The benefits that are often enjoyed by unionized workers attract and support crucial care infrastructure, such as dentists, therapists, opticians, and family lawyers, to help build vibrant communities, not to mention that the money that unionized workers contribute to their pension plan comes back to them so that they can spend it in the community. It also means that fewer workers need to rely on family or social programs to get by.
When unions have the power to stand up for fairness, they raise the bar for everyone. We can thank the labour movement for its victories in securing parental leave, workplace safety standards, minimum wages, vacation pay, and protection from discrimination and harassment for all workers in this country. It is clear that these laws had to go, and we applaud the Liberals for being on the correct side of this fight and for quickly moving to repeal this legislation.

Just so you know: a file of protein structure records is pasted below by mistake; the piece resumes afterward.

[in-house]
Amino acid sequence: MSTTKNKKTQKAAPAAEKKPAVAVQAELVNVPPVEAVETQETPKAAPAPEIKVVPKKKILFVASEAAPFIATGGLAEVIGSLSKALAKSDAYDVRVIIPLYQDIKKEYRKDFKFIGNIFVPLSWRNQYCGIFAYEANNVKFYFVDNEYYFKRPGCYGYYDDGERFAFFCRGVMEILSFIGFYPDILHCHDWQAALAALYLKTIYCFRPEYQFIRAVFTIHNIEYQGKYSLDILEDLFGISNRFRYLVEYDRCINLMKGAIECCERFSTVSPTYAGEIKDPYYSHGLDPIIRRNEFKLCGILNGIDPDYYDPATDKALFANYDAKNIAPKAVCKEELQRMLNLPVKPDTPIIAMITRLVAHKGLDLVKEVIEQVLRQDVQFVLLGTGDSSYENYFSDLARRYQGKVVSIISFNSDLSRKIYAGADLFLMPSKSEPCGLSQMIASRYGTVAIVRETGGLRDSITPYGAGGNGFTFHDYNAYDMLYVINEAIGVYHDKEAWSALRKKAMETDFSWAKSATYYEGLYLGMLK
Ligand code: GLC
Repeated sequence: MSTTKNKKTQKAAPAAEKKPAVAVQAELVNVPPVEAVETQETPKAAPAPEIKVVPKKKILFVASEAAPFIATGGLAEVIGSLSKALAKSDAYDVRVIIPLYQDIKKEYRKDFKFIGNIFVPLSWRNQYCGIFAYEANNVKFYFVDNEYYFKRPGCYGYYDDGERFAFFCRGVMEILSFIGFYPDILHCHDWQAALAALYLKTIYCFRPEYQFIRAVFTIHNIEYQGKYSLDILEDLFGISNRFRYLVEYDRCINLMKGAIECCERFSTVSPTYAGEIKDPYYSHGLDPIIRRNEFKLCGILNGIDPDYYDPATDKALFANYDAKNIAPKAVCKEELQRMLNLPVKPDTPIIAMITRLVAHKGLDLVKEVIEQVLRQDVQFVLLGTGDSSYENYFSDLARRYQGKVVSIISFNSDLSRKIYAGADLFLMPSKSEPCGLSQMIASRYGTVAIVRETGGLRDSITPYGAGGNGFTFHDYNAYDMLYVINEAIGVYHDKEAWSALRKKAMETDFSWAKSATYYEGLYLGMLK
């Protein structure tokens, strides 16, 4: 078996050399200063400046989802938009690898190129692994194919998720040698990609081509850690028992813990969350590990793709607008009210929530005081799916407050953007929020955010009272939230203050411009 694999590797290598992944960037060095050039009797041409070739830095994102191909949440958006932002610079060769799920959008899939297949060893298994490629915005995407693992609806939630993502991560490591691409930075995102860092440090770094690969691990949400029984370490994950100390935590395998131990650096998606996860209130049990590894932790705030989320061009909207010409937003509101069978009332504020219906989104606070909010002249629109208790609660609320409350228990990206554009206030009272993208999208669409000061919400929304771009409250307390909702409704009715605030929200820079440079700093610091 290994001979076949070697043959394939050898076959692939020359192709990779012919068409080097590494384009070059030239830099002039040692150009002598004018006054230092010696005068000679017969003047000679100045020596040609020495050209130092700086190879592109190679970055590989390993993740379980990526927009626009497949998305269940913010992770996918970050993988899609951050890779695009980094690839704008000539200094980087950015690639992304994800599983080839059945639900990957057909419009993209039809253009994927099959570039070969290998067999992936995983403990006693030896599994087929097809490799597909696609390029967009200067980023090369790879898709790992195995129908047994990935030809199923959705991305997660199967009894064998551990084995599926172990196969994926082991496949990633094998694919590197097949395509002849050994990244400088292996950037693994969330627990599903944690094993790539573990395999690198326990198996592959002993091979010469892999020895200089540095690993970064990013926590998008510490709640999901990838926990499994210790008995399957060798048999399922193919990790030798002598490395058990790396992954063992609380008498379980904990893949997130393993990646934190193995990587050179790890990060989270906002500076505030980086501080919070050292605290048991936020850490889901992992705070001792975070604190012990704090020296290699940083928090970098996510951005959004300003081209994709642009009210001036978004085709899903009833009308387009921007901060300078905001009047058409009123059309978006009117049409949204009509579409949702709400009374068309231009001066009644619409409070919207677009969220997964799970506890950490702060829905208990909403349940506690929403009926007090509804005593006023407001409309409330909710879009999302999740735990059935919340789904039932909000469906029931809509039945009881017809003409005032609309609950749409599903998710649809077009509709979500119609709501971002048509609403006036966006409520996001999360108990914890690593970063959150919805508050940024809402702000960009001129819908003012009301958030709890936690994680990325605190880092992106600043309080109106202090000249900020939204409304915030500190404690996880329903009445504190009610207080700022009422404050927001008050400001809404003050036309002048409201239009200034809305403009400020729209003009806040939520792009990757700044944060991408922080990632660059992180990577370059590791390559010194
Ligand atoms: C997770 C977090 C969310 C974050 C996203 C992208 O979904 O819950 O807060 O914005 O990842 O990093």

We also know that the struggle for fair working conditions is far from over. New Democrats will continue to push the government to restore and enhance collective bargaining rights, as well as fairer working conditions for all Canadians. The fight continues as our very own NDP member for Jonquière is proposing anti-scab legislation to ensure fairness and balance in labour negotiations. The prohibition against using replacement workers would protect the interests of working Canadians and their families against the might of large, powerful, and global employers.
The New Democratic Party has deep roots in the lives of working people. After all, our party was created out of the Co-operative Commonwealth Federation and the Canadian Labour Congress to be the voice of the regular working family. We follow that tradition closely, as we are proud of being the only unionized political party, where our employees have a say in their workplace.